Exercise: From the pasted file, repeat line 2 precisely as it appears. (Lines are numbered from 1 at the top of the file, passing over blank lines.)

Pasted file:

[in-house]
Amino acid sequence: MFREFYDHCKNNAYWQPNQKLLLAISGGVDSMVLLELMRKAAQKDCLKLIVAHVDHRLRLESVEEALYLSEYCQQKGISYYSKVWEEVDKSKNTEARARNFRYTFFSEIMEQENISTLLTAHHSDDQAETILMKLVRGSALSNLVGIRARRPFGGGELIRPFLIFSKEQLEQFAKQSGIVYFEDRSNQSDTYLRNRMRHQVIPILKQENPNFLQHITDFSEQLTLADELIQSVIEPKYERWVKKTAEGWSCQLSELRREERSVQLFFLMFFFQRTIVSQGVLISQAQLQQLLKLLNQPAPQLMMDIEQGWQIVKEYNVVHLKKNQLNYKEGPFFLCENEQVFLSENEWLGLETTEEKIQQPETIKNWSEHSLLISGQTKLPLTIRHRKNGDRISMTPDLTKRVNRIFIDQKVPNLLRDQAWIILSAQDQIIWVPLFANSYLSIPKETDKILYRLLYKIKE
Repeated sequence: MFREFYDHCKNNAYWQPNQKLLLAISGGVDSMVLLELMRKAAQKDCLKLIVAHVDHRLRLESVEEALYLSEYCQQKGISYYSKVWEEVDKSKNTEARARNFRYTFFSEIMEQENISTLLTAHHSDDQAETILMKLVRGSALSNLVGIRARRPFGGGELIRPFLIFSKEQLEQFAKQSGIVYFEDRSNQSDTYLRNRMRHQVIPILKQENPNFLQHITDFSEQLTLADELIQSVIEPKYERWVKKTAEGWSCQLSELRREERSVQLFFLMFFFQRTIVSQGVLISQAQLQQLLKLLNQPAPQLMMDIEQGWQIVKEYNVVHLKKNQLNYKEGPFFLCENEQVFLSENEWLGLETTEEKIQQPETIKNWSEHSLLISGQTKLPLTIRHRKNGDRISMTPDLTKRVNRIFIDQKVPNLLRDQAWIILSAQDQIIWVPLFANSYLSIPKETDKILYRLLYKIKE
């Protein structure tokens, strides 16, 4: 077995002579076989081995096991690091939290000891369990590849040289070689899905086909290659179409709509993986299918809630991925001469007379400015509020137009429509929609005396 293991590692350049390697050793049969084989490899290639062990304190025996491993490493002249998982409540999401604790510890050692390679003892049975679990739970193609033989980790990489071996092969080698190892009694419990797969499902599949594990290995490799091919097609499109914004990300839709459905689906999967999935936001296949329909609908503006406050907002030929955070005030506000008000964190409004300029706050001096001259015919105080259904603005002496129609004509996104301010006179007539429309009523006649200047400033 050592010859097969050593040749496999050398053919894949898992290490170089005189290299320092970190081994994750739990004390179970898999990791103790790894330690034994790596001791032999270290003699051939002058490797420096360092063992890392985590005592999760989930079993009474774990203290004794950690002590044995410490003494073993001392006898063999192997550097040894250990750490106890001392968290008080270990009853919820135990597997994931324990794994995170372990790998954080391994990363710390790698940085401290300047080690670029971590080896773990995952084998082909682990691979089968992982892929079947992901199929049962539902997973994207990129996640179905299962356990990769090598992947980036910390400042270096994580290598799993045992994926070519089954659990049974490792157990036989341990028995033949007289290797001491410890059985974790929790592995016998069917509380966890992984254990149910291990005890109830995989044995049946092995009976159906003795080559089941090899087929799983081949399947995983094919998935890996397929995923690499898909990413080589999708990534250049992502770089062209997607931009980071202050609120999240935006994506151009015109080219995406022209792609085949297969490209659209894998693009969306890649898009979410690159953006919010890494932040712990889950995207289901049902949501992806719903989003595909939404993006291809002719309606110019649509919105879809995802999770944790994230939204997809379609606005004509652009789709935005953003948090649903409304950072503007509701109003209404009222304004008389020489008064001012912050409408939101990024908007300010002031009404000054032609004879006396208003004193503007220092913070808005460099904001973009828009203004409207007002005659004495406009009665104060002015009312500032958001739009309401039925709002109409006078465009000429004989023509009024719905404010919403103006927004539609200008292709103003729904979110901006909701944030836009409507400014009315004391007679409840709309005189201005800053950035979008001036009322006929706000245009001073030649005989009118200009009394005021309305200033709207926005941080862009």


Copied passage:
Amino acid sequence: MFREFYDHCKNNAYWQPNQKLLLAISGGVDSMVLLELMRKAAQKDCLKLIVAHVDHRLRLESVEEALYLSEYCQQKGISYYSKVWEEVDKSKNTEARARNFRYTFFSEIMEQENISTLLTAHHSDDQAETILMKLVRGSALSNLVGIRARRPFGGGELIRPFLIFSKEQLEQFAKQSGIVYFEDRSNQSDTYLRNRMRHQVIPILKQENPNFLQHITDFSEQLTLADELIQSVIEPKYERWVKKTAEGWSCQLSELRREERSVQLFFLMFFFQRTIVSQGVLISQAQLQQLLKLLNQPAPQLMMDIEQGWQIVKEYNVVHLKKNQLNYKEGPFFLCENEQVFLSENEWLGLETTEEKIQQPETIKNWSEHSLLISGQTKLPLTIRHRKNGDRISMTPDLTKRVNRIFIDQKVPNLLRDQAWIILSAQDQIIWVPLFANSYLSIPKETDKILYRLLYKIKE